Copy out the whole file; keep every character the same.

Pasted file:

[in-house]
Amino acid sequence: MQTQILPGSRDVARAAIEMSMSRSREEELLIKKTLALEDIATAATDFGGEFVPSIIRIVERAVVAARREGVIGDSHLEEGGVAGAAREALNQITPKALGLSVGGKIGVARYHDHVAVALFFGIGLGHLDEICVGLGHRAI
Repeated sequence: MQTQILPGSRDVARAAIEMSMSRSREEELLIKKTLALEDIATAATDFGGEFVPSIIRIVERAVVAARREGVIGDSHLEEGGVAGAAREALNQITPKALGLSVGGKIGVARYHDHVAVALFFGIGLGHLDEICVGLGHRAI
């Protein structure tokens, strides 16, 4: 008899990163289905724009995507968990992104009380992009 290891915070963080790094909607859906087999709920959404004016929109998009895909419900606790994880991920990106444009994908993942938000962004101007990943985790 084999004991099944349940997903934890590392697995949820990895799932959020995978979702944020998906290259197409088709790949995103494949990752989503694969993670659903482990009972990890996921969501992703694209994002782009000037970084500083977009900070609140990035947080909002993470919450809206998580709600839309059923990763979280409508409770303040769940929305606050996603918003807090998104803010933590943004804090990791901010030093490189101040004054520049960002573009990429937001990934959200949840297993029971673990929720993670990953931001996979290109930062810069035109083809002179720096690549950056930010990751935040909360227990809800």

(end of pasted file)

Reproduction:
[in-house]
Amino acid sequence: MQTQILPGSRDVARAAIEMSMSRSREEELLIKKTLALEDIATAATDFGGEFVPSIIRIVERAVVAARREGVIGDSHLEEGGVAGAAREALNQITPKALGLSVGGKIGVARYHDHVAVALFFGIGLGHLDEICVGLGHRAI
Repeated sequence: MQTQILPGSRDVARAAIEMSMSRSREEELLIKKTLALEDIATAATDFGGEFVPSIIRIVERAVVAARREGVIGDSHLEEGGVAGAAREALNQITPKALGLSVGGKIGVARYHDHVAVALFFGIGLGHLDEICVGLGHRAI
């Protein structure tokens, strides 16, 4: 008899990163289905724009995507968990992104009380992009 290891915070963080790094909607859906087999709920959404004016929109998009895909419900606790994880991920990106444009994908993942938000962004101007990943985790 084999004991099944349940997903934890590392697995949820990895799932959020995978979702944020998906290259197409088709790949995103494949990752989503694969993670659903482990009972990890996921969501992703694209994002782009000037970084500083977009900070609140990035947080909002993470919450809206998580709600839309059923990763979280409508409770303040769940929305606050996603918003807090998104803010933590943004804090990791901010030093490189101040004054520049960002573009990429937001990934959200949840297993029971673990929720993670990953931001996979290109930062810069035109083809002179720096690549950056930010990751935040909360227990809800």